Thoughts on “7 Rejections”

Airbnb co-founder and CEO Brian Chesky recently shared his “7 rejections” story about rejection emails he received from investors during the early days of Airbnb in 2008. At the end of his post, he asked us to think of those emails next time we got rejected. Since I had already received rejections from investors — hundreds of them — I had plenty to start thinking about.

Previously, I hadn’t thought much about rejection emails. You get used to them after a while, and you tend to forget about them quickly, because there are so many other things you need to worry about, the most important of which is finding the next investor who will believe in you and help you take your company to the next level.

But Brian gave me something to think about. He had built Airbnb into a $20 billion company in 7 years, and his 7 rejection emails were a symbol of the odds working against him in the beginning. Out of all Airbnb’s struggles, those rejection emails were the struggles he chose to showcase, so they must have had a profound meaning to him as he was reflecting on his journey.

I am today where Brian was 7 years ago when he received those emails, still at the beginning of that journey. Below are 7 rejections I received in the last few months, and even though not much has happened since to give me something to reflect on, when I think of these emails in the context of Brian’s story, I think of them as perhaps being a blueprint for my own success.

This made me think whether I should set a new goal of $20 billion in 7 years. A few months ago, before Brian’s story, I wrote down a personal goal of $1 million in the next year. At the time, it seemed ambitious enough. But after Brian’s story, it made me question whether my $1 million goal was too modest.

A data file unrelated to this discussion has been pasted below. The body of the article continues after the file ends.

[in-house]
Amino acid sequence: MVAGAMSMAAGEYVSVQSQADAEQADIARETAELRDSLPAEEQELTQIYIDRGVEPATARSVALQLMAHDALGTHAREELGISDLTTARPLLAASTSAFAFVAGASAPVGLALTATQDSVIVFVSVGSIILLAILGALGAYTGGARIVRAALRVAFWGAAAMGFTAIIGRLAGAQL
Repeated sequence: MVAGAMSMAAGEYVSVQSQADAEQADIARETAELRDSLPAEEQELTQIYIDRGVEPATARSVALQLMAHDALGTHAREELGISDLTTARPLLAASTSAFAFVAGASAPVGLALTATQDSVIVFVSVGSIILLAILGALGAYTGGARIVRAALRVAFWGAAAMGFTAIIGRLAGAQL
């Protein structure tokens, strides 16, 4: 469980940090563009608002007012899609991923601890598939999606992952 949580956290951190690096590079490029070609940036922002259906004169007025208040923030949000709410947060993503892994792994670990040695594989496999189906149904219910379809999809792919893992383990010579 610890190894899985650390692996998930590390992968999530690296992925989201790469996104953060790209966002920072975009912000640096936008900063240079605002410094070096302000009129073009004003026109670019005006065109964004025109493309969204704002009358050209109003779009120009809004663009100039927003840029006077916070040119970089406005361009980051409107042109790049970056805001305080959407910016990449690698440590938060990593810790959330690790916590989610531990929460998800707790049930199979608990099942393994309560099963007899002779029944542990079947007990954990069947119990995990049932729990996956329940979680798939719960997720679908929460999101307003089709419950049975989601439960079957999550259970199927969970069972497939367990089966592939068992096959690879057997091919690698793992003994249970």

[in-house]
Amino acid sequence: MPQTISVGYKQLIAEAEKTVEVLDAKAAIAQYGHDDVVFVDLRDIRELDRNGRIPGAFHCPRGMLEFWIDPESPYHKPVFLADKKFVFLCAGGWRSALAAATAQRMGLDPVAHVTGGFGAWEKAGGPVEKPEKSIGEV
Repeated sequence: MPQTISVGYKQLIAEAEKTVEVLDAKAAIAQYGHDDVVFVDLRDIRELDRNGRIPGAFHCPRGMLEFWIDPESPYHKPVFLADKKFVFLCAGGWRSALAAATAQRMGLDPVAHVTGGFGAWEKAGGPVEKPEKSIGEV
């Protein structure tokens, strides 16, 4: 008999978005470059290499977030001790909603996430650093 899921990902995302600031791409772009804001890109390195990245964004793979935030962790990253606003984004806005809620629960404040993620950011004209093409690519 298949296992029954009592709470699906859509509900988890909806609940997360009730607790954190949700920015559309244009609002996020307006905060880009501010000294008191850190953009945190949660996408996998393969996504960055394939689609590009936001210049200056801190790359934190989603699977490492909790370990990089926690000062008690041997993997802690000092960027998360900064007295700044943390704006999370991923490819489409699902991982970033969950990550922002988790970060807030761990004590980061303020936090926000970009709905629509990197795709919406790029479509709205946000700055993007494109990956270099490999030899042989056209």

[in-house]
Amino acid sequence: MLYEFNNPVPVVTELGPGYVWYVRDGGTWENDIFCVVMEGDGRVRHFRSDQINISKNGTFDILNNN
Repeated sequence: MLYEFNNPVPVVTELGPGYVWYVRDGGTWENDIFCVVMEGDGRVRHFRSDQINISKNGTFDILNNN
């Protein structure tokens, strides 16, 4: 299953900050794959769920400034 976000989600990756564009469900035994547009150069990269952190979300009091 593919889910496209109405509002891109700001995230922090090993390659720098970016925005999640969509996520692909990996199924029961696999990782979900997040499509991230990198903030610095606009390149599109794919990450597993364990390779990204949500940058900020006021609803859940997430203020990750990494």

I’m close to reaching my $1 million goal, but I already feel comfortable increasing the goal to $10 million in a year, just from thinking about Brian’s story.

Brian’s story is a reminder that anything is possible, and you’ll achieve any goal you set for yourself, even though on many days you’ll feel like success is a world away. The world has its own way of letting you know that you are doing the right thing. The laws of attraction work when you spend time thinking about your goals and going after them. When I went after my goals by approaching investors relentlessly, the world found a way to tell me Brian’s story of rejection, which helped me set a higher goal for myself and nudge me a step forward in my career.

I’ve realized that I’m probably closer than I thought to getting the right investor, which means I’m certainly closer than I ever was to building a $20 billion company in 7 years like Brian did. If I can make that happen, maybe I’ll write a second part to this story.


Thank you to Jessica Anderson, Tarek Kandil and Walid Sahawneh for reading drafts of this.

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